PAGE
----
As a result of the demotion, Kincaid suffered reduced wages as well as depression and suicidal thoughts. She timely filed a charge with the Equal Employment Opportunity Commission and having received the issuance of the right to sue, filed suit in this court on January 22, 2015, against numerous defendants, including the County.

II.

In order to survive a motion to dismiss, a “complaint must contain sufficient factual matter, accepted as true, to ‘state a claim to relief that is plausible on its face.’” Ashcroft v. Iqbal, 556 U.S. 662, 678 (2009) (quoting Bell Atl. Corp. v. Twombly, 550 U.S. 544, 570 (2007)). “A claim has facial plausibility when the plaintiff pleads factual content that allows the court to draw the reasonable inference that the defendant is liable for the misconduct alleged.” Ashcroft, 556 U.S. 678 (citing Twombly, 550 U.S. at 556).

In the context of employment discrimination claims, “a plaintiff is not required to plead facts that constitute a prima facie case” in order to survive a motion to dismiss. Coleman v. Md. Court of Appeals, 626 F.3d 187, 190 (4th Cir. 2010) (citing Swierkiewicz v. Sorema N.A., 534 U.S. 506, 510-15 (2002)). Nevertheless, a complaint’s ‘“[f]actual allegations must be enough to raise a right to relief above the speculative level.”’ Coleman, 626 F.3d at 190 (quoting Twombly, 550 U.S. at 555). Although a complaint need not contain detailed factual allegations, it must contain “more than labels and conclusions, and a formulaic recitation of the elements of a cause of action will not do.” Twombly, 550 U.S. at 555.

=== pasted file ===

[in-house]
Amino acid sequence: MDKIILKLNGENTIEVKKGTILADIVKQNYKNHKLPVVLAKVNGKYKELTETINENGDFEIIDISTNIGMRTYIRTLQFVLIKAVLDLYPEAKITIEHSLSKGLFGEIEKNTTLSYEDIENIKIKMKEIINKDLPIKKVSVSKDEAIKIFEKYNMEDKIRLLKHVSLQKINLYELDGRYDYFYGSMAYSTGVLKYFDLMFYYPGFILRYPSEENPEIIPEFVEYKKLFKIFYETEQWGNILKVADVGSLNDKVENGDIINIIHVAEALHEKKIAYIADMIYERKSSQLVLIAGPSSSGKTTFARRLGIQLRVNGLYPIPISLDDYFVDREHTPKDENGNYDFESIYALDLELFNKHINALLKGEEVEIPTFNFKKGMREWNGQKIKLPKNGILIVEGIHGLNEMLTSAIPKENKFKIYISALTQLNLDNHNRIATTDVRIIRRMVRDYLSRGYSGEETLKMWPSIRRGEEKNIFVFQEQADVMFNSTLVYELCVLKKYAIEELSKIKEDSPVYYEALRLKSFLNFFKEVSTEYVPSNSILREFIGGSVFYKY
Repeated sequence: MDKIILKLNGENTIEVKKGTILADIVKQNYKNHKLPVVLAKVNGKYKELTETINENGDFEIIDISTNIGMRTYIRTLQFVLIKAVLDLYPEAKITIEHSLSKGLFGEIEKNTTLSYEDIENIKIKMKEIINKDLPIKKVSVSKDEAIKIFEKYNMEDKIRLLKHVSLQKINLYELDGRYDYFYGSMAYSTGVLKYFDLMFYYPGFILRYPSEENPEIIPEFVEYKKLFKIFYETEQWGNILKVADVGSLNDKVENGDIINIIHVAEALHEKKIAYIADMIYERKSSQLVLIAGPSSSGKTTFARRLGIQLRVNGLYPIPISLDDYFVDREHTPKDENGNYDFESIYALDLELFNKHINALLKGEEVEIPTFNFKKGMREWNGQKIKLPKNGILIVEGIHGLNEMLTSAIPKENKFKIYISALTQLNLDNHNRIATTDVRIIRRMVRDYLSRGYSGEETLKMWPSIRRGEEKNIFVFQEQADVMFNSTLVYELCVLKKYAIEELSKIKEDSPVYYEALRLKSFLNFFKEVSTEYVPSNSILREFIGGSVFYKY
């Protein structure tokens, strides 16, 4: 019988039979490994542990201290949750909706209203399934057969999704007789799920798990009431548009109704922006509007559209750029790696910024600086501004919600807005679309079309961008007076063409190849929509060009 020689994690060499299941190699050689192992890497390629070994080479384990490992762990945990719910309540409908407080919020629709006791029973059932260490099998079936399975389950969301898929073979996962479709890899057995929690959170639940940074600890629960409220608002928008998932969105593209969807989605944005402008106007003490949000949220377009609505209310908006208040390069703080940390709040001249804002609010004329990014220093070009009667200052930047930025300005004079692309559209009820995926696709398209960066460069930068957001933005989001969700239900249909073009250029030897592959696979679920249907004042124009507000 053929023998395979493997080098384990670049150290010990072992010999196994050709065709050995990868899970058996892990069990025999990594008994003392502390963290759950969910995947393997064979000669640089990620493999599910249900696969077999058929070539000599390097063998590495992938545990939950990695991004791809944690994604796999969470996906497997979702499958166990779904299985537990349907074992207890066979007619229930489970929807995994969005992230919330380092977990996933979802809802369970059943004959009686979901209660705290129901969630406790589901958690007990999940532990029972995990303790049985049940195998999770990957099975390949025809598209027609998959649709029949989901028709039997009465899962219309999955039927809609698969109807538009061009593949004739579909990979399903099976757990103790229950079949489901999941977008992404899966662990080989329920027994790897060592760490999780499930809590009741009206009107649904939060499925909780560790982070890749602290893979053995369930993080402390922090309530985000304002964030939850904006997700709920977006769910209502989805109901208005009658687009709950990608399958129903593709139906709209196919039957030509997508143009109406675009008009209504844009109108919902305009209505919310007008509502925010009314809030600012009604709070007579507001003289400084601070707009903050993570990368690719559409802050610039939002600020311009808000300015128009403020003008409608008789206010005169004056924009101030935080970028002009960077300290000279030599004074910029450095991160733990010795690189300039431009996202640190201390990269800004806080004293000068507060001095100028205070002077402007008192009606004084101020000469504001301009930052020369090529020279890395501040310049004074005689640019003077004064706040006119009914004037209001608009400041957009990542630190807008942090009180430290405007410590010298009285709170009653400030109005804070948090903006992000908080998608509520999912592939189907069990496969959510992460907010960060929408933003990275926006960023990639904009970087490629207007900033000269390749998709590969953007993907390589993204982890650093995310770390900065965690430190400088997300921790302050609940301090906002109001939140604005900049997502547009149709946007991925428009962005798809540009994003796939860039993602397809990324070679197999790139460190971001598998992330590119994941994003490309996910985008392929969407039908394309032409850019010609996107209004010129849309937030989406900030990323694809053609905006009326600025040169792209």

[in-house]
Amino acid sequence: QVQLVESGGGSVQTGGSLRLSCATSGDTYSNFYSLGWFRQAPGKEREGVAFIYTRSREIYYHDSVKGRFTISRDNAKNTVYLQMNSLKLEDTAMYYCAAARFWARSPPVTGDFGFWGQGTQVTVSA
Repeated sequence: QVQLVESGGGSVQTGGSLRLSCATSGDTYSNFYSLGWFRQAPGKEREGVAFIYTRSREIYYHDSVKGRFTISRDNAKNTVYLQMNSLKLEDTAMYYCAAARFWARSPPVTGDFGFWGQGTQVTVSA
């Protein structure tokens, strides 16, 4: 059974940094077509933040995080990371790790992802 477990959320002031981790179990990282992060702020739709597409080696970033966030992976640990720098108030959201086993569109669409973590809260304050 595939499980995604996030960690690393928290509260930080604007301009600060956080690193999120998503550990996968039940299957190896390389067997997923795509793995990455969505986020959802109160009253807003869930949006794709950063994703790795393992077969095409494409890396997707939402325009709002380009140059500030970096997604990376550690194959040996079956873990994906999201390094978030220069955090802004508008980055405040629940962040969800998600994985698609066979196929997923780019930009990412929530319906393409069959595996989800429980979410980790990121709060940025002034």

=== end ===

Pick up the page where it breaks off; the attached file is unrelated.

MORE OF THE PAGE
The County moves to dismiss the plaintiff’s claims against it on a variety of grounds. Because I find that the defense of sovereign immunity disposes of the plaintiff’s state law claims, and the plaintiff’s failure to allege adequate facts disposes of her federal law claims, I need not address the remainder of the defendant’s arguments.

Kincaid alleges claims against the County under common law defamation and intentional infliction of emotional distress. However, because the County is “a subdivision of the Commonwealth, [it] is entitled to sovereign immunity unless an express statutory or constitutional provision has waived that immunity.” Miller v. Parrish, No. 3:12CV873-HEH, 2013 WL 791241, at *3 (E.D. Va. Mar. 4, 2013) (citing Ligon v. Cnty. of Goochland, 689 S.E.2d 666, 668 (Va. 2010)). The Virginia Tort Claims Act waived the Commonwealth’s sovereign immunity in some circumstances, but it did not waive immunity for its subdivisions, including counties. See Carter v. Morris, 164 F.3d 215, 221 (4th Cir. 1999) (citing Va. Code Ann. § 8.01-195.3); see also Mann v. Cnty. Bd. of Arlington Cnty., 98 S.E.2d 515, 518 (Va. 1957) (“Years ago Virginia committed itself to the principle that counties were not liable for tortious personal injuries resulting from negligence of its officers, servants and employees.”). Sovereign immunity protects Virginia counties “in the exercise of their government functions, ” including in their role of child protection. Gedrich v. Fairfax Cnty. Dep’t of Family Servs., 282 F.Supp.2d 439, 474 (E.D. Va. 2003) (internal quotation marks and citation omitted).

This sovereign immunity extends to both negligence and intentional tort claims arising out of the actions of any of its agents - including the defamation and intentional infliction of emotional distress claims brought in this case.[4] Miller, 2013 WL 791241, at *3; see also Ghayyada v. Rector & Visitors of Univ. of Va., No. 3:11–cv–00037, 2011 WL 4024799, at *5 (W.D. Va. Sept. 12, 2011) (dismissing defamation claim against state university on basis of sovereign immunity); Gedrich, 282 F.Supp.2d at 474 (dismissing claim of intentional infliction of emotional distress against county social services department on sovereign immunity grounds). Therefore, even assuming that Anderson was an agent of the County, sovereign immunity bars Kincaid’s state law tort claims.